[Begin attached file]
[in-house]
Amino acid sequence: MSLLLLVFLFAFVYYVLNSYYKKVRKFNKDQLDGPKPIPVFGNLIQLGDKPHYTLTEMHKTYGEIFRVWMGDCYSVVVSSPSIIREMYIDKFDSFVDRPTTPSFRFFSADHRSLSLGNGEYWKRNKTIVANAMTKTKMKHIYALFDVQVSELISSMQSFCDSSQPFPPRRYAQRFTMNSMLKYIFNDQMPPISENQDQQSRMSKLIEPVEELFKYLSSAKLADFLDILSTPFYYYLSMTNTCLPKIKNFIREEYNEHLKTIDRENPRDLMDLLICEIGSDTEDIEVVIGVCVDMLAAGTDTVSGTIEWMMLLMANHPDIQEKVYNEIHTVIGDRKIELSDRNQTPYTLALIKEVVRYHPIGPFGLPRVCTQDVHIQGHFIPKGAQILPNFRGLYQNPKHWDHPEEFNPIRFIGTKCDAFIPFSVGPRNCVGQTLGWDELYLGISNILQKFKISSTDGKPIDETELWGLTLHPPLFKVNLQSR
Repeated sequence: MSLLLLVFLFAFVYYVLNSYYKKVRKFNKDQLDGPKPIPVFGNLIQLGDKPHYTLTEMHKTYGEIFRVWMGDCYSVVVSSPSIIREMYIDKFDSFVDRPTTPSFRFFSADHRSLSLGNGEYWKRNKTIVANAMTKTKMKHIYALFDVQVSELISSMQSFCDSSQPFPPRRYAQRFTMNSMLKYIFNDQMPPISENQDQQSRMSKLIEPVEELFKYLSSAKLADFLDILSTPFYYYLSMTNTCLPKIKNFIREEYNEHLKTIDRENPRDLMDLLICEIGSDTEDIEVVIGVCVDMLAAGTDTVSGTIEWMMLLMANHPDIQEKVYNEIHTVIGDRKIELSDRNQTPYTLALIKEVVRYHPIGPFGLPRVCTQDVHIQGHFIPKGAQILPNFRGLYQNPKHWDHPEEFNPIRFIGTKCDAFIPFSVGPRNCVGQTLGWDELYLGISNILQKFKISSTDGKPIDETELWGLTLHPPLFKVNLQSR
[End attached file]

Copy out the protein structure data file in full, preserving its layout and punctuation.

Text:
[in-house]
Amino acid sequence: MSLLLLVFLFAFVYYVLNSYYKKVRKFNKDQLDGPKPIPVFGNLIQLGDKPHYTLTEMHKTYGEIFRVWMGDCYSVVVSSPSIIREMYIDKFDSFVDRPTTPSFRFFSADHRSLSLGNGEYWKRNKTIVANAMTKTKMKHIYALFDVQVSELISSMQSFCDSSQPFPPRRYAQRFTMNSMLKYIFNDQMPPISENQDQQSRMSKLIEPVEELFKYLSSAKLADFLDILSTPFYYYLSMTNTCLPKIKNFIREEYNEHLKTIDRENPRDLMDLLICEIGSDTEDIEVVIGVCVDMLAAGTDTVSGTIEWMMLLMANHPDIQEKVYNEIHTVIGDRKIELSDRNQTPYTLALIKEVVRYHPIGPFGLPRVCTQDVHIQGHFIPKGAQILPNFRGLYQNPKHWDHPEEFNPIRFIGTKCDAFIPFSVGPRNCVGQTLGWDELYLGISNILQKFKISSTDGKPIDETELWGLTLHPPLFKVNLQSR
Repeated sequence: MSLLLLVFLFAFVYYVLNSYYKKVRKFNKDQLDGPKPIPVFGNLIQLGDKPHYTLTEMHKTYGEIFRVWMGDCYSVVVSSPSIIREMYIDKFDSFVDRPTTPSFRFFSADHRSLSLGNGEYWKRNKTIVANAMTKTKMKHIYALFDVQVSELISSMQSFCDSSQPFPPRRYAQRFTMNSMLKYIFNDQMPPISENQDQQSRMSKLIEPVEELFKYLSSAKLADFLDILSTPFYYYLSMTNTCLPKIKNFIREEYNEHLKTIDRENPRDLMDLLICEIGSDTEDIEVVIGVCVDMLAAGTDTVSGTIEWMMLLMANHPDIQEKVYNEIHTVIGDRKIELSDRNQTPYTLALIKEVVRYHPIGPFGLPRVCTQDVHIQGHFIPKGAQILPNFRGLYQNPKHWDHPEEFNPIRFIGTKCDAFIPFSVGPRNCVGQTLGWDELYLGISNILQKFKISSTDGKPIDETELWGLTLHPPLFKVNLQSR